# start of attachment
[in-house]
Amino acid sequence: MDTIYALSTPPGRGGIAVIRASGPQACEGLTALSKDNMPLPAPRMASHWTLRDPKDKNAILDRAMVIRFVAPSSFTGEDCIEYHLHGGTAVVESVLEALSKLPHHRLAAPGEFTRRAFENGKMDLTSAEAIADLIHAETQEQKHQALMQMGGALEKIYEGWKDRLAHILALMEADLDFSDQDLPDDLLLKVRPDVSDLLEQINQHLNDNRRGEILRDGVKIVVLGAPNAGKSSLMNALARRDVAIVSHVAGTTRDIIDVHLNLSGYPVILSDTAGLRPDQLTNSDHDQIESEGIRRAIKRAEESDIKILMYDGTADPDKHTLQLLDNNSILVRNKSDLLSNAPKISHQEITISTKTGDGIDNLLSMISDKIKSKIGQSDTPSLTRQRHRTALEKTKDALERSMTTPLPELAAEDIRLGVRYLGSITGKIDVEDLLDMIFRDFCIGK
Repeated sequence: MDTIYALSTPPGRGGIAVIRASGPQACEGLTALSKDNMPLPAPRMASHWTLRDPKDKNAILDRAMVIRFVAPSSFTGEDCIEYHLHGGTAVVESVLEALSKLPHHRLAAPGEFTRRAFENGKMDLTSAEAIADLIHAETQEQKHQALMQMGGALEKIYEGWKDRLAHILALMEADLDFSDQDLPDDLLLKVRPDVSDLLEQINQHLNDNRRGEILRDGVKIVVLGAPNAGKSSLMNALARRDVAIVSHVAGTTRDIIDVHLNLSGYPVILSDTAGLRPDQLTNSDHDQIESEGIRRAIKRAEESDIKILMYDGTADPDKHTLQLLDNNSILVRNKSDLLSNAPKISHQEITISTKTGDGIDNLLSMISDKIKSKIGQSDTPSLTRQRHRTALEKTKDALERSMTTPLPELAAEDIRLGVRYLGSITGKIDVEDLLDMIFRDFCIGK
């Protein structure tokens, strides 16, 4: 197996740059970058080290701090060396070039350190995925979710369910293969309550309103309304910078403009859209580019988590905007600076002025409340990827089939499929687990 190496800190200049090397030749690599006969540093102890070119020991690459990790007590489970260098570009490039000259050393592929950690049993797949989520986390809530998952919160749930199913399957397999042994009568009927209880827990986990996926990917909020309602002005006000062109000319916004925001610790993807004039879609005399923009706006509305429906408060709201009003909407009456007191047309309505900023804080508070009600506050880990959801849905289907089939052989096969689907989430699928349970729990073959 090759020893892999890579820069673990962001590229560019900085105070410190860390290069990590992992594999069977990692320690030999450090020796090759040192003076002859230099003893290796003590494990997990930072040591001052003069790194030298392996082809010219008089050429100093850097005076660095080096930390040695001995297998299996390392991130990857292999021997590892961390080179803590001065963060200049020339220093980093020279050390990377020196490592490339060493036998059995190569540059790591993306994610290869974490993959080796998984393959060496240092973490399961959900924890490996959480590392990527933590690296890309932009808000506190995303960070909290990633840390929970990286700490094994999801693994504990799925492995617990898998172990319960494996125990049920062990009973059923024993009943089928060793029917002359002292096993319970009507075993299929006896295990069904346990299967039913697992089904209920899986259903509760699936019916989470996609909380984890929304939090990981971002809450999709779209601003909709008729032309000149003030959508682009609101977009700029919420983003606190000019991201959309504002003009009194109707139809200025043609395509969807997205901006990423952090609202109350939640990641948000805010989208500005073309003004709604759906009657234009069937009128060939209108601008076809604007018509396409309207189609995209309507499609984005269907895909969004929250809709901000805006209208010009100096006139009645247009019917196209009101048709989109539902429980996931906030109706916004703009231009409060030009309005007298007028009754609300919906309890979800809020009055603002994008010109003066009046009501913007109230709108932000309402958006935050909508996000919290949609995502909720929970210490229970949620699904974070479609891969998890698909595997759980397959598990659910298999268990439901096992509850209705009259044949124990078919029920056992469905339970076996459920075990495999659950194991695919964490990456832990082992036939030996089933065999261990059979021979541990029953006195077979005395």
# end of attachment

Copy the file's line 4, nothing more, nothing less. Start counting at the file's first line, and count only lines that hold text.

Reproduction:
């Protein structure tokens, strides 16, 4: 197996740059970058080290701090060396070039350190995925979710369910293969309550309103309304910078403009859209580019988590905007600076002025409340990827089939499929687990 190496800190200049090397030749690599006969540093102890070119020991690459990790007590489970260098570009490039000259050393592929950690049993797949989520986390809530998952919160749930199913399957397999042994009568009927209880827990986990996926990917909020309602002005006000062109000319916004925001610790993807004039879609005399923009706006509305429906408060709201009003909407009456007191047309309505900023804080508070009600506050880990959801849905289907089939052989096969689907989430699928349970729990073959 090759020893892999890579820069673990962001590229560019900085105070410190860390290069990590992992594999069977990692320690030999450090020796090759040192003076002859230099003893290796003590494990997990930072040591001052003069790194030298392996082809010219008089050429100093850097005076660095080096930390040695001995297998299996390392991130990857292999021997590892961390080179803590001065963060200049020339220093980093020279050390990377020196490592490339060493036998059995190569540059790591993306994610290869974490993959080796998984393959060496240092973490399961959900924890490996959480590392990527933590690296890309932009808000506190995303960070909290990633840390929970990286700490094994999801693994504990799925492995617990898998172990319960494996125990049920062990009973059923024993009943089928060793029917002359002292096993319970009507075993299929006896295990069904346990299967039913697992089904209920899986259903509760699936019916989470996609909380984890929304939090990981971002809450999709779209601003909709008729032309000149003030959508682009609101977009700029919420983003606190000019991201959309504002003009009194109707139809200025043609395509969807997205901006990423952090609202109350939640990641948000805010989208500005073309003004709604759906009657234009069937009128060939209108601008076809604007018509396409309207189609995209309507499609984005269907895909969004929250809709901000805006209208010009100096006139009645247009019917196209009101048709989109539902429980996931906030109706916004703009231009409060030009309005007298007028009754609300919906309890979800809020009055603002994008010109003066009046009501913007109230709108932000309402958006935050909508996000919290949609995502909720929970210490229970949620699904974070479609891969998890698909595997759980397959598990659910298999268990439901096992509850209705009259044949124990078919029920056992469905339970076996459920075990495999659950194991695919964490990456832990082992036939030996089933065999261990059979021979541990029953006195077979005395």